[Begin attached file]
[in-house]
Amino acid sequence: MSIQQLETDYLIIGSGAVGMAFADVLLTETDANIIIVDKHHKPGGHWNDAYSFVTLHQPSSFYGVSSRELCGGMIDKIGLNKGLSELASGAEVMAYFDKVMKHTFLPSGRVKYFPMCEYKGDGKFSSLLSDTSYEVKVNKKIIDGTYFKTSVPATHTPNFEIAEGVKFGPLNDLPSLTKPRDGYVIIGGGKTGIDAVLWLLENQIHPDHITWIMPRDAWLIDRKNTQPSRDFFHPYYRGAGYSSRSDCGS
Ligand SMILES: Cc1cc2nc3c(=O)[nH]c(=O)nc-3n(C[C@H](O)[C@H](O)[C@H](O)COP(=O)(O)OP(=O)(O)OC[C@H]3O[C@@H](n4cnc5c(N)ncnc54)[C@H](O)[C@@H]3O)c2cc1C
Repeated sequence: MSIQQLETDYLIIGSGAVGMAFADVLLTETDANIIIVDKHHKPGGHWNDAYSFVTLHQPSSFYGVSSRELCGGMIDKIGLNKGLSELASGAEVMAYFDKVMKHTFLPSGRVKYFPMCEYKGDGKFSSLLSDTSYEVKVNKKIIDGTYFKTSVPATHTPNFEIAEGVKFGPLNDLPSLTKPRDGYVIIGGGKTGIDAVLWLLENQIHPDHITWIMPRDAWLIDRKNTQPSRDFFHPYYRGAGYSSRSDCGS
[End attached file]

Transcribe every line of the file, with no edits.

[in-house]
Amino acid sequence: MSIQQLETDYLIIGSGAVGMAFADVLLTETDANIIIVDKHHKPGGHWNDAYSFVTLHQPSSFYGVSSRELCGGMIDKIGLNKGLSELASGAEVMAYFDKVMKHTFLPSGRVKYFPMCEYKGDGKFSSLLSDTSYEVKVNKKIIDGTYFKTSVPATHTPNFEIAEGVKFGPLNDLPSLTKPRDGYVIIGGGKTGIDAVLWLLENQIHPDHITWIMPRDAWLIDRKNTQPSRDFFHPYYRGAGYSSRSDCGS
Ligand SMILES: Cc1cc2nc3c(=O)[nH]c(=O)nc-3n(C[C@H](O)[C@H](O)[C@H](O)COP(=O)(O)OP(=O)(O)OC[C@H]3O[C@@H](n4cnc5c(N)ncnc54)[C@H](O)[C@@H]3O)c2cc1C
Repeated sequence: MSIQQLETDYLIIGSGAVGMAFADVLLTETDANIIIVDKHHKPGGHWNDAYSFVTLHQPSSFYGVSSRELCGGMIDKIGLNKGLSELASGAEVMAYFDKVMKHTFLPSGRVKYFPMCEYKGDGKFSSLLSDTSYEVKVNKKIIDGTYFKTSVPATHTPNFEIAEGVKFGPLNDLPSLTKPRDGYVIIGGGKTGIDAVLWLLENQIHPDHITWIMPRDAWLIDRKNTQPSRDFFHPYYRGAGYSSRSDCGS